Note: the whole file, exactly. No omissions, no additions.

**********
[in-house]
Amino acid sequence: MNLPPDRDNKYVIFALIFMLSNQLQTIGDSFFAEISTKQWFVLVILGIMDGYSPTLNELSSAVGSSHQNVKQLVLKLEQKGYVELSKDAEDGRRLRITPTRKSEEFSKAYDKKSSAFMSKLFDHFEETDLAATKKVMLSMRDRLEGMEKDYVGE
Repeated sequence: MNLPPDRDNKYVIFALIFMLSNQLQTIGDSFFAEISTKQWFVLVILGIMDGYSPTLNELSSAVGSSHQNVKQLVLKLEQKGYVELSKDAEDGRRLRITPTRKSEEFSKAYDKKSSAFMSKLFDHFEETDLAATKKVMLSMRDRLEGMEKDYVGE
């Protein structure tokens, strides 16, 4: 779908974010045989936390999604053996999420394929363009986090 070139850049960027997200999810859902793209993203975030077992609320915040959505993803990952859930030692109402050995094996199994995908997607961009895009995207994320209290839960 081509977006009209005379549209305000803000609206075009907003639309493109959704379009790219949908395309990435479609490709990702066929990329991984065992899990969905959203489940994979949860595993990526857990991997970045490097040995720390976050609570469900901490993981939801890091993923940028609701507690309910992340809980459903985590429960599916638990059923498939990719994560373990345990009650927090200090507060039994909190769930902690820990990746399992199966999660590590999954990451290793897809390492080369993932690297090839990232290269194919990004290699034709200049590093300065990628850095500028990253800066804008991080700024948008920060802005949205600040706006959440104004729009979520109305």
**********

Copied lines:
[in-house]
Amino acid sequence: MNLPPDRDNKYVIFALIFMLSNQLQTIGDSFFAEISTKQWFVLVILGIMDGYSPTLNELSSAVGSSHQNVKQLVLKLEQKGYVELSKDAEDGRRLRITPTRKSEEFSKAYDKKSSAFMSKLFDHFEETDLAATKKVMLSMRDRLEGMEKDYVGE
Repeated sequence: MNLPPDRDNKYVIFALIFMLSNQLQTIGDSFFAEISTKQWFVLVILGIMDGYSPTLNELSSAVGSSHQNVKQLVLKLEQKGYVELSKDAEDGRRLRITPTRKSEEFSKAYDKKSSAFMSKLFDHFEETDLAATKKVMLSMRDRLEGMEKDYVGE
């Protein structure tokens, strides 16, 4: 779908974010045989936390999604053996999420394929363009986090 070139850049960027997200999810859902793209993203975030077992609320915040959505993803990952859930030692109402050995094996199994995908997607961009895009995207994320209290839960 081509977006009209005379549209305000803000609206075009907003639309493109959704379009790219949908395309990435479609490709990702066929990329991984065992899990969905959203489940994979949860595993990526857990991997970045490097040995720390976050609570469900901490993981939801890091993923940028609701507690309910992340809980459903985590429960599916638990059923498939990719994560373990345990009650927090200090507060039994909190769930902690820990990746399992199966999660590590999954990451290793897809390492080369993932690297090839990232290269194919990004290699034709200049590093300065990628850095500028990253800066804008991080700024948008920060802005949205600040706006959440104004729009979520109305």